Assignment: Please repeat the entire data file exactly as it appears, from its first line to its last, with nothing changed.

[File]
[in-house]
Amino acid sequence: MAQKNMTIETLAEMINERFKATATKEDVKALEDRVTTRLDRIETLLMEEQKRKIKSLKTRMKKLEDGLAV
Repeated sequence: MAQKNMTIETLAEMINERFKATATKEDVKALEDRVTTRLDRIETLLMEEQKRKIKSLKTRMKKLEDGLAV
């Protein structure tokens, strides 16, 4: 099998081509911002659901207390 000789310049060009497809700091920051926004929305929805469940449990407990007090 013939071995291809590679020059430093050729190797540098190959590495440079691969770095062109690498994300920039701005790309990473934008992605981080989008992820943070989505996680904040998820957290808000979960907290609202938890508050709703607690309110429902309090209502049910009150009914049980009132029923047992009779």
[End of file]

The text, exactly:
[in-house]
Amino acid sequence: MAQKNMTIETLAEMINERFKATATKEDVKALEDRVTTRLDRIETLLMEEQKRKIKSLKTRMKKLEDGLAV
Repeated sequence: MAQKNMTIETLAEMINERFKATATKEDVKALEDRVTTRLDRIETLLMEEQKRKIKSLKTRMKKLEDGLAV
């Protein structure tokens, strides 16, 4: 099998081509911002659901207390 000789310049060009497809700091920051926004929305929805469940449990407990007090 013939071995291809590679020059430093050729190797540098190959590495440079691969770095062109690498994300920039701005790309990473934008992605981080989008992820943070989505996680904040998820957290808000979960907290609202938890508050709703607690309110429902309090209502049910009150009914049980009132029923047992009779």